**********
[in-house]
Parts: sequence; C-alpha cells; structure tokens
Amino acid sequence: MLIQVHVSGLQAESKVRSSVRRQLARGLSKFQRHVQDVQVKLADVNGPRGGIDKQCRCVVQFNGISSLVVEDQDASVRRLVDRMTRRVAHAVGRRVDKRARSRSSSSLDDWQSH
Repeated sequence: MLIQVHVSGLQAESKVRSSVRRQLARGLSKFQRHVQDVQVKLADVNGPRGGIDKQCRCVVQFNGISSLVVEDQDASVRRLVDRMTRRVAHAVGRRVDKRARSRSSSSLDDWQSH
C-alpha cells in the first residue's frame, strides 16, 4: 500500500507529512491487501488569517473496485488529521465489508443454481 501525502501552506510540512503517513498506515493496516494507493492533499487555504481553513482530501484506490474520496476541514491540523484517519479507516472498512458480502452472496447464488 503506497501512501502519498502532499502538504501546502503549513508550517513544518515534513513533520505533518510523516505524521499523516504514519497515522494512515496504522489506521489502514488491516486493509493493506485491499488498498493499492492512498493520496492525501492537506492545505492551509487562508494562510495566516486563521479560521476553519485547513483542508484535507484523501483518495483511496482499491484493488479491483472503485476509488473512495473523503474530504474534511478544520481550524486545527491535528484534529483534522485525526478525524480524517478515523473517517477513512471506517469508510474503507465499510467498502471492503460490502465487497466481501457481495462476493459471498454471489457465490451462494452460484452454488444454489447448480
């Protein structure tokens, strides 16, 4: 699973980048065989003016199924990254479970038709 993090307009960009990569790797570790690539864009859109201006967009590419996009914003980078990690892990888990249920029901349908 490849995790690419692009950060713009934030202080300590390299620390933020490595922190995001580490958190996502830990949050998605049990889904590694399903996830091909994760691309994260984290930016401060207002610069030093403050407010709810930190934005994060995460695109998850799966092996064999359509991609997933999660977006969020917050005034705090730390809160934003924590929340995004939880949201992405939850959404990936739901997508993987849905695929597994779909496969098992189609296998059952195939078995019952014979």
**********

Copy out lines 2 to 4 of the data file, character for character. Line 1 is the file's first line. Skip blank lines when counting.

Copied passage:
Parts: sequence; C-alpha cells; structure tokens
Amino acid sequence: MLIQVHVSGLQAESKVRSSVRRQLARGLSKFQRHVQDVQVKLADVNGPRGGIDKQCRCVVQFNGISSLVVEDQDASVRRLVDRMTRRVAHAVGRRVDKRARSRSSSSLDDWQSH
Repeated sequence: MLIQVHVSGLQAESKVRSSVRRQLARGLSKFQRHVQDVQVKLADVNGPRGGIDKQCRCVVQFNGISSLVVEDQDASVRRLVDRMTRRVAHAVGRRVDKRARSRSSSSLDDWQSH